Friday, June 29, 2012

Texas Republicans: Thinking is Bad?

I don't usually spend a lot of time reading the Democratic or Republican party platforms in states across the Great US of A, but the Texas Republican platform is getting a lot of attention this week.

The education plank in particular is inspiring a lot of critical thinking. That's because the plank calls for a ban on critical thinking in public school education.

Sometimes, politicians have
um, interesting educational ideas.  
Some updates coming through indicate this is all a mistake, that the Texas Republicans didn't actually want the ban on critical thinking on their platform. It got there by accident, according to Talking Points Memo.  I'm not sure how you accidentally do something like that, but these things do happen. And the fact that some people hate critical thinking is really worrisome.

Here's what the platform said:

"Knowledge-Based Education – We oppose the teaching of Higher Order Thinking Skills (HOTS) (values clarification), critical thinking skills and similar programs that are simply a relabeling of Outcome-Based Education (OBE) (mastery learning) which focus on behavior modification and have the purpose of challenging the student’s fixed beliefs and undermining parental authority."

Maybe I'm misunderstanding it all here, but isn't critical thinking part of life? We don't go through life by rote, just doing exactly what we always have, because the situation always changes. Taken to its logical extreme, if I avoided critical thinking, I wouldn't put a coat on during a December cold wave because I didn't wear one in July. 

Why make a decision based on changing conditions?

I see the people who wrote this thing worry that critical thinking would challenge the students fixed beliefs.  In some cases, shouldn't some, but not all of people's fixed beliefs change? 

Again, taken to its logical, weird conclusion, a kid who believes in the Easter Bunny at age three should continue to do so throughout life? Our beliefs inevitably change when we're confronted with new evidence. Should students not be exposed to any new evidence about anything, anywhere?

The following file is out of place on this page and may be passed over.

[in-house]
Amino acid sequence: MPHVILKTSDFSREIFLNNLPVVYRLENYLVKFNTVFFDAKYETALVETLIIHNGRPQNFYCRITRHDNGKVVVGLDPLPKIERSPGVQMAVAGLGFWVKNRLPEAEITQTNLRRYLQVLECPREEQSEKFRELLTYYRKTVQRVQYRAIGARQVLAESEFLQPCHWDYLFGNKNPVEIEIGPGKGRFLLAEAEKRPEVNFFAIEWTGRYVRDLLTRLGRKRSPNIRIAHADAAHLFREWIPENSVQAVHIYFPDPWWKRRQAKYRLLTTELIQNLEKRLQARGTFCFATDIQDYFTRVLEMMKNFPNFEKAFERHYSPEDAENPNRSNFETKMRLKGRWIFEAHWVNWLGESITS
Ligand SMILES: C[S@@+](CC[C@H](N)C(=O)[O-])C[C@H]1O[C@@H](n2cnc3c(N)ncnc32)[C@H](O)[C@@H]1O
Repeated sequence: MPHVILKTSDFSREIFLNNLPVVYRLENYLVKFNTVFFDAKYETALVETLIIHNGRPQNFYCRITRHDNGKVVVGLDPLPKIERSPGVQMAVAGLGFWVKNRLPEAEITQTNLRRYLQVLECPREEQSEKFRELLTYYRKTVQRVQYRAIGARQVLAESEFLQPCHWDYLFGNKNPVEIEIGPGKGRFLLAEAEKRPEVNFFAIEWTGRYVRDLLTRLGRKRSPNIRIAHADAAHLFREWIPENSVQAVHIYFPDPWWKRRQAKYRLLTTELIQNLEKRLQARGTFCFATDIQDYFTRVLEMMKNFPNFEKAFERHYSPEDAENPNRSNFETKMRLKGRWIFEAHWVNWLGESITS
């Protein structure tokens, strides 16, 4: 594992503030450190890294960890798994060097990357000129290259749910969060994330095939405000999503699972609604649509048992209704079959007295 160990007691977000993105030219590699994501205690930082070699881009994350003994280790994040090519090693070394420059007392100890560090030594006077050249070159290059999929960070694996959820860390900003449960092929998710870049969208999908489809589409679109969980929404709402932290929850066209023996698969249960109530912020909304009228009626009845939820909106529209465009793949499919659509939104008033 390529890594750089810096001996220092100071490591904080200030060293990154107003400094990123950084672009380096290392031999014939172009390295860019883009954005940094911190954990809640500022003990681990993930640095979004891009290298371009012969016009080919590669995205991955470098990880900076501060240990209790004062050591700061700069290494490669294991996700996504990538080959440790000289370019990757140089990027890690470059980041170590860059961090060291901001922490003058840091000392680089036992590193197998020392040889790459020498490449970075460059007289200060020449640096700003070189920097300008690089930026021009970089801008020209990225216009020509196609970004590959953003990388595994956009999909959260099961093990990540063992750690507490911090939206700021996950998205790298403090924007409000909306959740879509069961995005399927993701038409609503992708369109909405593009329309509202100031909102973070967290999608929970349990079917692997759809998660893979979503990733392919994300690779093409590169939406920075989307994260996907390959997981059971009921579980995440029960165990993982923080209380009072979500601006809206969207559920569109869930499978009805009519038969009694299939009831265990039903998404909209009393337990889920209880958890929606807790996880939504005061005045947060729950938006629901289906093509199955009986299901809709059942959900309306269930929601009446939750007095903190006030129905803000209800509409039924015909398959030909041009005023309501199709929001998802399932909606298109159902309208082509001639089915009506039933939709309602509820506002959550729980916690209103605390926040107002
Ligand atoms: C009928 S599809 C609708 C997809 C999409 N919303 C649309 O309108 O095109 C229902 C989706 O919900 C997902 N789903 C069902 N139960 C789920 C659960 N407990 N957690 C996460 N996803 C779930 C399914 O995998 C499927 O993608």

I wonder if the Republicans who wrote this are conflating critical thinking with rebellion. Critical thinking to me means you examine what you believe, and if it makes sense, it reinforces, not diminishes your beliefs.

And if it doesn't make sense, you make some adjustments.

True, nobody wants kids demanding WHY???  to every simple instruction.  But to stay competitive in the world, don't we want people to think through things, to figure out how problems develop and how to fix them.

A sure path to failure is to say, "But that's the way we've always done things."

Or do we want a society that has everybody just working menial jobs?  Because anything that takes skill means whoever's doing the task has to think critically.

The Texas education platform isn't the only oddball educational ideae floating out there. Politicians are always offering up novel solutions to education shortcomings.

A doozy came out of New Hampshire recently. According to the Laconia Daily Sun, a state legislator named Bob Kingsbury said a relatively high crime rate in Laconia is because they've instituted kindergarten, which takes kids away from their mothers too soon. 

Kingsbury said the crime rate would further be reduced if gun ownership went up and schools offered boxing classes and organized boxing as a school sport.

Also, some private schools, especially those run by Christian fundamentalists, say evolution is a myth. They cite the Loch Ness Monster as "proof" that dinosaurs coexist with us, so therefore, there was no evolution. 

It all makes you want to go home and put on a dunce cap.

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